Wednesday, August 09, 2006

Nowhere man

I can remember when the British political scandal was a thing of beauty, with fascinating salacious details. Headline from the Indy: “Lib Dem Leader Admits He Uses Wasteful Lightbulbs.”

This next paragraph is a bit of pedantry, and I write it really only for myself: this past Sunday NYT’s Week in Review section has a correction to an article on the history of hunger strikes in the previous Sunday’s Week in Review. 1) The correction is closer to the truth, but still wrong. 2) There were at least 3 other mistakes in the (short) article. 3) Don’t get me started on the quality of their delivery service lately.

So let’s move on to their story about Lamont’s victory, which says his “candidacy... soared from nowhere on a fierce antiwar message”. First, “soared from nowhere” is just crap writing. Second – and yes, I didn’t switch from my pedantic mode after the last paragraph; it’s never a good sign when I start numbering my points – the place where people are tired of the war or never approved of it in the first place or don’t trust George Bush’s handling of it, is not “nowhere,” it’s not the Twilight Zone, as spooky as the Times might find it, it’s America. If Lamont’s win seemed to you to come out of nowhere, you just weren’t paying attention.

Lieberman, in his post-defeat speech, henceforth to be known as the “Sore Loserman Speech,” called his side, the losing side, Team Connecticut, which is just kind of sad and pathetic, really. He accused Lamont of running a campaign of “partisan polarizing,” which is a telling phrase, because this was a primary election and so any polarizing was intra-partisan, unless Lieberman is admitting that he’s been a Republican all this time. (Update: Billmon caught that too.) Sez His Holy-Joe-ness, “For the sake of our state, our country and my party, I cannot, I will not let this result stand.” Suggesting that the election results are a danger of some sort to the state, the country and his (former) party, implying that they are not legitimate, is just an insult to the citizens of Connecticut and to democracy itself.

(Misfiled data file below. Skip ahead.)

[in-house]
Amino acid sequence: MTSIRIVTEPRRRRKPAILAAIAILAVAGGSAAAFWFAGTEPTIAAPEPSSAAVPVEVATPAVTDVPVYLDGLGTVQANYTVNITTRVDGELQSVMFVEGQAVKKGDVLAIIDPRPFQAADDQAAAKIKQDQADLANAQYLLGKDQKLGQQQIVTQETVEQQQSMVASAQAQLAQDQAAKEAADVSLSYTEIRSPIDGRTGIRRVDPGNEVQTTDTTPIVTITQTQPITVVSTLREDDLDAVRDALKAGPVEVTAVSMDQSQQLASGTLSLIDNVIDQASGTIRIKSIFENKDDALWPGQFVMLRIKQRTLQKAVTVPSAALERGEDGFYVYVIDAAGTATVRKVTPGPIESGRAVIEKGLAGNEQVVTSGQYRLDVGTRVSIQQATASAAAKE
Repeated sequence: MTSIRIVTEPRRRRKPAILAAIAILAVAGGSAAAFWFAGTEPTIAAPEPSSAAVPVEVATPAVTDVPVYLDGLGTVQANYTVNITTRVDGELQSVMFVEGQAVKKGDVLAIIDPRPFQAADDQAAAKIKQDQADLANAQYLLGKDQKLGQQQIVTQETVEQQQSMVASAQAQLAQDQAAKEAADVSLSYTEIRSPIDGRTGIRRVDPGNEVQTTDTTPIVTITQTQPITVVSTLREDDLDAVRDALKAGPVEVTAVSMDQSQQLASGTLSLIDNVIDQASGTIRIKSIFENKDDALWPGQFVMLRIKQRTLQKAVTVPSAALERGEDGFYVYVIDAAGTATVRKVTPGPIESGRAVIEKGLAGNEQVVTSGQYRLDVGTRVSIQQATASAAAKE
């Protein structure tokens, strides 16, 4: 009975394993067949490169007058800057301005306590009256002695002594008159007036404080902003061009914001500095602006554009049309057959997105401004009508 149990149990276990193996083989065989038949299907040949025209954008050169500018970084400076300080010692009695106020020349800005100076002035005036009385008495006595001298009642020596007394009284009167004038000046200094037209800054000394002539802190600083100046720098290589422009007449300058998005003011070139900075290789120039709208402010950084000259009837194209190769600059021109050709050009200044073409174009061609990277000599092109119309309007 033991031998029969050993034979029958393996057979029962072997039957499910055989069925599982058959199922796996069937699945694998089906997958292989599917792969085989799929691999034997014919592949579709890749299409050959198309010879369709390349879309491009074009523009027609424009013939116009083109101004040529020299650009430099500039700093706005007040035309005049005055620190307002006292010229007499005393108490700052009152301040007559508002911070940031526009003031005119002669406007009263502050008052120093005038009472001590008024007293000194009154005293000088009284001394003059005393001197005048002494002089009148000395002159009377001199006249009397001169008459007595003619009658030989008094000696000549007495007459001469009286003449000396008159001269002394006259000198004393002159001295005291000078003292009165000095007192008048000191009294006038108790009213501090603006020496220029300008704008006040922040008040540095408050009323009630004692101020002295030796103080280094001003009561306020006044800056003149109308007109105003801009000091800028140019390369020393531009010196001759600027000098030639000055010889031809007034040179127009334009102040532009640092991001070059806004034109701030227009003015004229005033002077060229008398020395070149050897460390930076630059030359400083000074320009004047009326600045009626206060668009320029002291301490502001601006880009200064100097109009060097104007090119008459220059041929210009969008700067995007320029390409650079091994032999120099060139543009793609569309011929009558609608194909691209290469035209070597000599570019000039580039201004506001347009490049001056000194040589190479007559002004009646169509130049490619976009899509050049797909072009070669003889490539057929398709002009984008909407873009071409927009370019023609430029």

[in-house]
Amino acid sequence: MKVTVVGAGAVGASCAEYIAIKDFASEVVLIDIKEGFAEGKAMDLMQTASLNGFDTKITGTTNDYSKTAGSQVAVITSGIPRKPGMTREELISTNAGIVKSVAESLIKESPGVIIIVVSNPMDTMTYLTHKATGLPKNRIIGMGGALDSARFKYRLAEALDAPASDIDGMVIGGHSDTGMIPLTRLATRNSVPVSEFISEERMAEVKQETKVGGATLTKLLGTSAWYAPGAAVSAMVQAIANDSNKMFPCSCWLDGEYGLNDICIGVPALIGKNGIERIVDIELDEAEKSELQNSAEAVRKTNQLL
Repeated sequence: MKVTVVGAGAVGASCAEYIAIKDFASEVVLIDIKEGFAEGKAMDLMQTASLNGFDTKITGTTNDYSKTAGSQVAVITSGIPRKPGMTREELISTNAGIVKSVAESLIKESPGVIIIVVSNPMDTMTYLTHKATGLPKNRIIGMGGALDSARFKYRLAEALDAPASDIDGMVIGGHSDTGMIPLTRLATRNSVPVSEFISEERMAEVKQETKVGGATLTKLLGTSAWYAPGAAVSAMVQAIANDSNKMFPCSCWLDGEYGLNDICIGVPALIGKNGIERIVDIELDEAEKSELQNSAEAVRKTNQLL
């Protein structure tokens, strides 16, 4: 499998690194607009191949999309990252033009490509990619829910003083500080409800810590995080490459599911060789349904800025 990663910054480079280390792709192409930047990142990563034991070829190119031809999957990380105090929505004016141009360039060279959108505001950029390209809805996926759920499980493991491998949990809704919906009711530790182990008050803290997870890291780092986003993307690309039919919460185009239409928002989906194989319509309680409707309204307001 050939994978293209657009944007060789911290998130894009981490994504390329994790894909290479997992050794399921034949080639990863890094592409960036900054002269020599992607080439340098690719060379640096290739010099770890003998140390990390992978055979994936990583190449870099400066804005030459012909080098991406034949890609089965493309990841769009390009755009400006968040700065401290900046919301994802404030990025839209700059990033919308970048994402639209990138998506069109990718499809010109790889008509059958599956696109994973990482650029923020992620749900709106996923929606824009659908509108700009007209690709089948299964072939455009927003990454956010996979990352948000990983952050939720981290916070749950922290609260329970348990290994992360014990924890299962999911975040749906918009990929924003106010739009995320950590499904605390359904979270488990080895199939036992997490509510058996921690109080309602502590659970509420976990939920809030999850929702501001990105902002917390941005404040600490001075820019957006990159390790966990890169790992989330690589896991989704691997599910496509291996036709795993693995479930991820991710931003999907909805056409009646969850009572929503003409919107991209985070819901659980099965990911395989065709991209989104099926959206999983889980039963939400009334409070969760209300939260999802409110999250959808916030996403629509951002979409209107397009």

A WaPo article on Tom DeLay’s difficulties getting off the ballot in Texas mentions something I hadn’t thought about: the new touch screen polling machines make write-in campaigns very difficult.

In May, the American ambassador to Armenia was fired, probably for the crime of referring to the Armenian genocide of 1915 as a genocide. Some senators are holding up, or will vote against, the next nominee, Richard Hoagland, because he refuses to use the word.

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